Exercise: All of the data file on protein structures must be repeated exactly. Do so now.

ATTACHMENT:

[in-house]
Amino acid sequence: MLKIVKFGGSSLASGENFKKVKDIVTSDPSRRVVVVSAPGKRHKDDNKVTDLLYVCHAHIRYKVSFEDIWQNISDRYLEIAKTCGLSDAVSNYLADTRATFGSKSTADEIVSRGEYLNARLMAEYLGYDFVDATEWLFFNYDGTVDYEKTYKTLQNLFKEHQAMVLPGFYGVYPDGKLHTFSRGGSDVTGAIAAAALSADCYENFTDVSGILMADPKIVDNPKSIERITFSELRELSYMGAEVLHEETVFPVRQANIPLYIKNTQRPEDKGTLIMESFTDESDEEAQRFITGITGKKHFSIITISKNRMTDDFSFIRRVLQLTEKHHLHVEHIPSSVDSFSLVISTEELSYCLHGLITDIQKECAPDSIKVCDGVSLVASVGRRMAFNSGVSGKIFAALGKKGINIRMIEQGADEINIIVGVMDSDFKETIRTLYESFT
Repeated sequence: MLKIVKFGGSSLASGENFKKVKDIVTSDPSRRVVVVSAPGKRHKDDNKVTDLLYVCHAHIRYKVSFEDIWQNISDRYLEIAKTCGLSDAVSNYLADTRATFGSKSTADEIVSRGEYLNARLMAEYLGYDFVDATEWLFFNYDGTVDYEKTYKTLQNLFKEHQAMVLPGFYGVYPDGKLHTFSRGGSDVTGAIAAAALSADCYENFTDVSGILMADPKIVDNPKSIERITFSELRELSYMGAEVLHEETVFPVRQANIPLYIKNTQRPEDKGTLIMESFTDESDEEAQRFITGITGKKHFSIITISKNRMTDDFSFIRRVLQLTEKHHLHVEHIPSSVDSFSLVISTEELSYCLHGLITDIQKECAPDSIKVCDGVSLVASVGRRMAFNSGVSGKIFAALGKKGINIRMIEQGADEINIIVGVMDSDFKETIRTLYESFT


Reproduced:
[in-house]
Amino acid sequence: MLKIVKFGGSSLASGENFKKVKDIVTSDPSRRVVVVSAPGKRHKDDNKVTDLLYVCHAHIRYKVSFEDIWQNISDRYLEIAKTCGLSDAVSNYLADTRATFGSKSTADEIVSRGEYLNARLMAEYLGYDFVDATEWLFFNYDGTVDYEKTYKTLQNLFKEHQAMVLPGFYGVYPDGKLHTFSRGGSDVTGAIAAAALSADCYENFTDVSGILMADPKIVDNPKSIERITFSELRELSYMGAEVLHEETVFPVRQANIPLYIKNTQRPEDKGTLIMESFTDESDEEAQRFITGITGKKHFSIITISKNRMTDDFSFIRRVLQLTEKHHLHVEHIPSSVDSFSLVISTEELSYCLHGLITDIQKECAPDSIKVCDGVSLVASVGRRMAFNSGVSGKIFAALGKKGINIRMIEQGADEINIIVGVMDSDFKETIRTLYESFT
Repeated sequence: MLKIVKFGGSSLASGENFKKVKDIVTSDPSRRVVVVSAPGKRHKDDNKVTDLLYVCHAHIRYKVSFEDIWQNISDRYLEIAKTCGLSDAVSNYLADTRATFGSKSTADEIVSRGEYLNARLMAEYLGYDFVDATEWLFFNYDGTVDYEKTYKTLQNLFKEHQAMVLPGFYGVYPDGKLHTFSRGGSDVTGAIAAAALSADCYENFTDVSGILMADPKIVDNPKSIERITFSELRELSYMGAEVLHEETVFPVRQANIPLYIKNTQRPEDKGTLIMESFTDESDEEAQRFITGITGKKHFSIITISKNRMTDDFSFIRRVLQLTEKHHLHVEHIPSSVDSFSLVISTEELSYCLHGLITDIQKECAPDSIKVCDGVSLVASVGRRMAFNSGVSGKIFAALGKKGINIRMIEQGADEINIIVGVMDSDFKETIRTLYESFT